But Coleman, like Akbar, appears to be an empty vessel. On his Twitter account, Coleman reveals that he has five children and a wife. That brings this question to mind: "Mr. Coleman, how would it feel if your loved ones had been tormented, harassed, and abused, as mine have been? What if someone had stolen everything you had ever worked for, putting your wife and children at threat of starvation? Would that be amusing to you? Would you be pleased to go on Twitter and find that others are having a good chuckle because your loved ones have been victimized?
"In other words, Mr. Coleman, is your professed Christianity just a facade? Does the conversation that flows from Ali Akbar's tweet reveal who you really are?"
We've already shown that Baron Coleman isn't worth a crap as a lawyer. Now we know that he isn't worth a crap as a human being.
|Phillip Sims, with his Confederate flag|
Phillip Sims recently drove to his job at Turner Industries in Decatur, Alabama, with the Confederate battle flag on his truck. A plant supervisor took him outside and advised him to remove the flag from his truck. "I hate to be the one to tell you that," the supervisor reportedly said, "but if you don’t, I’m gonna have to fire you." Sims refused to remove the flag, and he was fired.
The story does not end there, according to WHNT of Huntsville:
[Sims] says the company has called him three times since Monday morning offering to rehire him if he’d just take the flag off his truck. But now, Sims says it has just gone too far and he stands by his actions. “I’m unemployed now but I still feel that I made the right decision,” says Sims.
Apparently, Phillip Sims is not too bright, at least when it comes to workplace law. With the demise of unions, which never were strong in the South to begin with, most workers have almost zero protections on the job. Alabama, like every state but Montana, is an at-will employment state. That means workers can be fired "for a good reason, a bad reason, or no reason at all."
The only exception is that employers cannot violate federal discrimination laws. Based on photos of Phillips Sims, he appears to be an able-bodied white male under the age of 40--one who happens to favor cowboy hats and giant belt buckles. That means he likely does not fall into any protected class (by age, gender, age, disability, etc.). Without a union--and I'm guessing Sims is a Republican who does not support unions--he has zero protections on the job.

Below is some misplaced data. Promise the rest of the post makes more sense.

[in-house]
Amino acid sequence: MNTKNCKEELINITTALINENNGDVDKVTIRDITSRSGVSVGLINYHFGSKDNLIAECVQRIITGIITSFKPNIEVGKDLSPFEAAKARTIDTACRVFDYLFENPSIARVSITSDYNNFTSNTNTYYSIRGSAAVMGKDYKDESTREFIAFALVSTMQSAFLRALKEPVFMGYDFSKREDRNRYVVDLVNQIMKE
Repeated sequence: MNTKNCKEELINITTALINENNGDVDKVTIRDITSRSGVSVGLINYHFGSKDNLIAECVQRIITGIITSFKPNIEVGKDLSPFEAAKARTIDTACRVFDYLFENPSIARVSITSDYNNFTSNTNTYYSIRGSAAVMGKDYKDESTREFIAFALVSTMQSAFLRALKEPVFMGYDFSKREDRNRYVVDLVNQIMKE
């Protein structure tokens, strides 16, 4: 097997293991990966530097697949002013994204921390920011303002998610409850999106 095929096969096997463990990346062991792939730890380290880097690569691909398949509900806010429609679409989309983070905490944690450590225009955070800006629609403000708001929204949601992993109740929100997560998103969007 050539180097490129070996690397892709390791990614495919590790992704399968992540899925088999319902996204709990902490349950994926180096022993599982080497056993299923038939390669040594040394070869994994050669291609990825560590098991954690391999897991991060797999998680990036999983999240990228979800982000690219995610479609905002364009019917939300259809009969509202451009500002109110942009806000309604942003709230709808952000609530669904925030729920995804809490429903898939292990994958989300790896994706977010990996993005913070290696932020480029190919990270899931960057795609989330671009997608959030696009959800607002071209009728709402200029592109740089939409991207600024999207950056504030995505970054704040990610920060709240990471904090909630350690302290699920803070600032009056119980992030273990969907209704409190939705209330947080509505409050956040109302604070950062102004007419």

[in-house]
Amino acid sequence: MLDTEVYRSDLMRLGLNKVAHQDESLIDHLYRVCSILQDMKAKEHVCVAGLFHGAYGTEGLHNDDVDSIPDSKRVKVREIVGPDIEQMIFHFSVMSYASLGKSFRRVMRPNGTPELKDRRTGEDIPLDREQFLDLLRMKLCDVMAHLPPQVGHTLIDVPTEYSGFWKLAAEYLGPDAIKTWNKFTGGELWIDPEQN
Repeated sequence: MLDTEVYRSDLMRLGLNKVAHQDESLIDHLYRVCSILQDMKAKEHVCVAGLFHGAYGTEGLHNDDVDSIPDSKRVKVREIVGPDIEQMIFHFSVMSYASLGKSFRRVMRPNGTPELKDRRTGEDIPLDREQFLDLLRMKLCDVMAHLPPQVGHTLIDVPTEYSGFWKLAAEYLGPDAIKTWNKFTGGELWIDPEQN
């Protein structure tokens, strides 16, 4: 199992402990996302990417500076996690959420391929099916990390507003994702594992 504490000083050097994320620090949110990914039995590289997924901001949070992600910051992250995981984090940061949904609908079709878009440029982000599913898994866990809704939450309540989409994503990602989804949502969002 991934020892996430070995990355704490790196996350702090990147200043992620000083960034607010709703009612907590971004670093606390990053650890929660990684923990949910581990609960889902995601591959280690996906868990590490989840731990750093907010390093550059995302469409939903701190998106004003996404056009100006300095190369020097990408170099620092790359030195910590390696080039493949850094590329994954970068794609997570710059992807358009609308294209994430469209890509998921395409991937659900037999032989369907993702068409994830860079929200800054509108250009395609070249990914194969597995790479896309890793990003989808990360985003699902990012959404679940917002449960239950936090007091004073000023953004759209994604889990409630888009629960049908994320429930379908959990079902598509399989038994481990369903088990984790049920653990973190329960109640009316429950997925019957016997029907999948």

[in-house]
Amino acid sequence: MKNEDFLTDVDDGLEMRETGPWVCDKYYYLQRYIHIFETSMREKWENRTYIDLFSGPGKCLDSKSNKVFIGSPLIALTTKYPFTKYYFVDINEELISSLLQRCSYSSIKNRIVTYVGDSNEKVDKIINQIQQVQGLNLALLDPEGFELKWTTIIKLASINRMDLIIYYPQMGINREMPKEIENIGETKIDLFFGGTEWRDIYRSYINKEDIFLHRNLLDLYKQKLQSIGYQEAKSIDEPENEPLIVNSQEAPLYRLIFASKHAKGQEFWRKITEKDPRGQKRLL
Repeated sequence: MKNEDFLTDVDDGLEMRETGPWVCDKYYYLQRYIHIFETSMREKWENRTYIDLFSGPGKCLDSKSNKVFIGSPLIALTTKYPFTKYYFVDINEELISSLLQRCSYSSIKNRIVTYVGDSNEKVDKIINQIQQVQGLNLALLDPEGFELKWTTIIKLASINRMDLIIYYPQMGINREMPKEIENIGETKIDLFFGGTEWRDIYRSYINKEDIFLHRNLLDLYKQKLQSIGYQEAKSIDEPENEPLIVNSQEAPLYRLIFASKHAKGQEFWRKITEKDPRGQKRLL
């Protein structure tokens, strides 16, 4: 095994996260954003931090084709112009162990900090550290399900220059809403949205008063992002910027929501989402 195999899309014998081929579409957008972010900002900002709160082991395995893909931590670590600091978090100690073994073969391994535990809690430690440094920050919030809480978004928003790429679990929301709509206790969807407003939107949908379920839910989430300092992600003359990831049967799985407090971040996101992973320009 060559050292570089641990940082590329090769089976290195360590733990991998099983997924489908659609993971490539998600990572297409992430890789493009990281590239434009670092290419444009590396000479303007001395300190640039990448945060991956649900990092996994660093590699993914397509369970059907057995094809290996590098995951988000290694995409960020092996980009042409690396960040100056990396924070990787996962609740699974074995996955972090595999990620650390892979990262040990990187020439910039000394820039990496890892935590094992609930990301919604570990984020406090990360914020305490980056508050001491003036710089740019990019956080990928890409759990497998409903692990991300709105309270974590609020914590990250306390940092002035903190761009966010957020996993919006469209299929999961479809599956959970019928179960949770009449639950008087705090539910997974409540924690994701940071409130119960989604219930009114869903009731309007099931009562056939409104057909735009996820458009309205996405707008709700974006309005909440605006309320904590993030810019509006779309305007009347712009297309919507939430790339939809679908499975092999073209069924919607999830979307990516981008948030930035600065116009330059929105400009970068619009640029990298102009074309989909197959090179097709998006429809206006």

So, why stand up for the Confederate battle flag anyway? "It’s a statement of our heritage and it’s just my right to have it, and I don’t think that I should just give it up because somebody told me I had to," Sims said. Well, unemployment now is part of your heritage too, so good luck with that.
As for discrimination, Turner Industries reportedly has fired one other employee for the same infraction, so that means the company isn't discriminating on the Confederate flag issue--it's firing everyone who makes a show of the flag at work. If Phillip Sims tries to get his job back through the legal process, he will be "sh-t out of luck."
Is that harsh? Yes. Is it fair? Not necessarily. But that's apparently how many Americans--especially the ones who vote for anti-union Republicans--want it. So the message to guys like Phillips Sims is, "Enjoy your flag while you fill out job applications."
Here's another tough lesson for young Mr. Sims: His statement that he has a "right" to display the flag implies that he thinks the First Amendment right to free expression will protect him. But in workplace terms, the First Amendment only prohibits the government from stamping out free speech. That means the First Amendment protects only state and federal employees in the workplace--and that's as long as their speech involves matters of public concern.
For example, I had every right to start Legal Schnauzer--a blog about corruption and injustice in our legal system, a matter of clear public concern--while I was a state employee at UAB. In fact, I never would have started the blog if I had worked at Radio Shack, Wal-Mart, Regions Bank, or any other private employer.